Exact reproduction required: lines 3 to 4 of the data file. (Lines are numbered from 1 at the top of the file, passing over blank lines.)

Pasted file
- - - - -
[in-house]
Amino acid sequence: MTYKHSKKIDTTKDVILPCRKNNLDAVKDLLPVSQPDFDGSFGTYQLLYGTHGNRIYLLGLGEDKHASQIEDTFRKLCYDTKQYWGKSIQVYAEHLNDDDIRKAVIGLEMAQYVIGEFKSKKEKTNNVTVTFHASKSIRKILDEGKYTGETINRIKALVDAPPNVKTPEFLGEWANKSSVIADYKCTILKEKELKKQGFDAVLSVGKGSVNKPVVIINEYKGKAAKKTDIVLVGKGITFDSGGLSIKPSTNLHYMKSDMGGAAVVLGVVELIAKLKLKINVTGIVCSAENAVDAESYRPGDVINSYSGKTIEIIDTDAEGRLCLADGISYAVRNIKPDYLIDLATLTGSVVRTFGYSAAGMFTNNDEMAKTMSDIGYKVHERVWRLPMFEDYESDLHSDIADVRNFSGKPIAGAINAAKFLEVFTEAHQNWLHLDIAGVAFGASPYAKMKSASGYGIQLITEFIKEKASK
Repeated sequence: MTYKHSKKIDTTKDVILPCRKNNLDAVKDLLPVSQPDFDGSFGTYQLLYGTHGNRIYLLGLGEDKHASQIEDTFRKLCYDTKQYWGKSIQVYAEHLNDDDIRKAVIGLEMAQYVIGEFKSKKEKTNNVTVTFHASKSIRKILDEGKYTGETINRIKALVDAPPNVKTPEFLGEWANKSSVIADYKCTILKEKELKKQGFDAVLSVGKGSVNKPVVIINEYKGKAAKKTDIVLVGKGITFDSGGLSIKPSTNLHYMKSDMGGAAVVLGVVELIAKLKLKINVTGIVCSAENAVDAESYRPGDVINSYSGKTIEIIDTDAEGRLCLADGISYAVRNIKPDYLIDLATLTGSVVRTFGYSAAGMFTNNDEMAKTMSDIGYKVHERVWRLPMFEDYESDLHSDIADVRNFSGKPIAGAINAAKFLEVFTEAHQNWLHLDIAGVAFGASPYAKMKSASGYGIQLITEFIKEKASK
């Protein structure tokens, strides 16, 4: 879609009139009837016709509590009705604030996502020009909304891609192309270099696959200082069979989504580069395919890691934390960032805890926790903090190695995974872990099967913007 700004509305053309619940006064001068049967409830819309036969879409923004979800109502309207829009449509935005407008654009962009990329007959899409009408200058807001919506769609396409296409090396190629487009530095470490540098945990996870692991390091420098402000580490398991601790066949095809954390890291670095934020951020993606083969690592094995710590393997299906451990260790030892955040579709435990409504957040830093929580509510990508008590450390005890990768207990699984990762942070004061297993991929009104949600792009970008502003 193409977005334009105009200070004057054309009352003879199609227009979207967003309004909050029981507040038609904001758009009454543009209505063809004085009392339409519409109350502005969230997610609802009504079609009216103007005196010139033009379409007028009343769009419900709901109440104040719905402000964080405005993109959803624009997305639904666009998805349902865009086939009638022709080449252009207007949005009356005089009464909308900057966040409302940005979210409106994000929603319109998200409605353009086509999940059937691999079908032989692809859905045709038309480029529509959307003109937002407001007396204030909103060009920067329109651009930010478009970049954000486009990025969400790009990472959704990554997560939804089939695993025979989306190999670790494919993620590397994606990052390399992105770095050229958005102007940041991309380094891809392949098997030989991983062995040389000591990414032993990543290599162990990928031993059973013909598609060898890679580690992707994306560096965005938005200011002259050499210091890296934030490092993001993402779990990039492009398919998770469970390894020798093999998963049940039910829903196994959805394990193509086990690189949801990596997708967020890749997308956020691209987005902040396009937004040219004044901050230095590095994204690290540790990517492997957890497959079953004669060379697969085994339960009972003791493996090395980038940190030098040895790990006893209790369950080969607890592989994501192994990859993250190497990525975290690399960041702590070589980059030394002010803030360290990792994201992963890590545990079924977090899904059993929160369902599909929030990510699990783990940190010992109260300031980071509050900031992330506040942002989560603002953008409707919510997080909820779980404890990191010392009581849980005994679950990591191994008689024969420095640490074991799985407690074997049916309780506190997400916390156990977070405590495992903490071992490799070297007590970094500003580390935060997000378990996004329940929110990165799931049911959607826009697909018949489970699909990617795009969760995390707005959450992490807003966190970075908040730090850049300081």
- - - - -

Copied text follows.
Repeated sequence: MTYKHSKKIDTTKDVILPCRKNNLDAVKDLLPVSQPDFDGSFGTYQLLYGTHGNRIYLLGLGEDKHASQIEDTFRKLCYDTKQYWGKSIQVYAEHLNDDDIRKAVIGLEMAQYVIGEFKSKKEKTNNVTVTFHASKSIRKILDEGKYTGETINRIKALVDAPPNVKTPEFLGEWANKSSVIADYKCTILKEKELKKQGFDAVLSVGKGSVNKPVVIINEYKGKAAKKTDIVLVGKGITFDSGGLSIKPSTNLHYMKSDMGGAAVVLGVVELIAKLKLKINVTGIVCSAENAVDAESYRPGDVINSYSGKTIEIIDTDAEGRLCLADGISYAVRNIKPDYLIDLATLTGSVVRTFGYSAAGMFTNNDEMAKTMSDIGYKVHERVWRLPMFEDYESDLHSDIADVRNFSGKPIAGAINAAKFLEVFTEAHQNWLHLDIAGVAFGASPYAKMKSASGYGIQLITEFIKEKASK
């Protein structure tokens, strides 16, 4: 879609009139009837016709509590009705604030996502020009909304891609192309270099696959200082069979989504580069395919890691934390960032805890926790903090190695995974872990099967913007 700004509305053309619940006064001068049967409830819309036969879409923004979800109502309207829009449509935005407008654009962009990329007959899409009408200058807001919506769609396409296409090396190629487009530095470490540098945990996870692991390091420098402000580490398991601790066949095809954390890291670095934020951020993606083969690592094995710590393997299906451990260790030892955040579709435990409504957040830093929580509510990508008590450390005890990768207990699984990762942070004061297993991929009104949600792009970008502003 193409977005334009105009200070004057054309009352003879199609227009979207967003309004909050029981507040038609904001758009009454543009209505063809004085009392339409519409109350502005969230997610609802009504079609009216103007005196010139033009379409007028009343769009419900709901109440104040719905402000964080405005993109959803624009997305639904666009998805349902865009086939009638022709080449252009207007949005009356005089009464909308900057966040409302940005979210409106994000929603319109998200409605353009086509999940059937691999079908032989692809859905045709038309480029529509959307003109937002407001007396204030909103060009920067329109651009930010478009970049954000486009990025969400790009990472959704990554997560939804089939695993025979989306190999670790494919993620590397994606990052390399992105770095050229958005102007940041991309380094891809392949098997030989991983062995040389000591990414032993990543290599162990990928031993059973013909598609060898890679580690992707994306560096965005938005200011002259050499210091890296934030490092993001993402779990990039492009398919998770469970390894020798093999998963049940039910829903196994959805394990193509086990690189949801990596997708967020890749997308956020691209987005902040396009937004040219004044901050230095590095994204690290540790990517492997957890497959079953004669060379697969085994339960009972003791493996090395980038940190030098040895790990006893209790369950080969607890592989994501192994990859993250190497990525975290690399960041702590070589980059030394002010803030360290990792994201992963890590545990079924977090899904059993929160369902599909929030990510699990783990940190010992109260300031980071509050900031992330506040942002989560603002953008409707919510997080909820779980404890990191010392009581849980005994679950990591191994008689024969420095640490074991799985407690074997049916309780506190997400916390156990977070405590495992903490071992490799070297007590970094500003580390935060997000378990996004329940929110990165799931049911959607826009697909018949489970699909990617795009969760995390707005959450992490807003966190970075908040730090850049300081």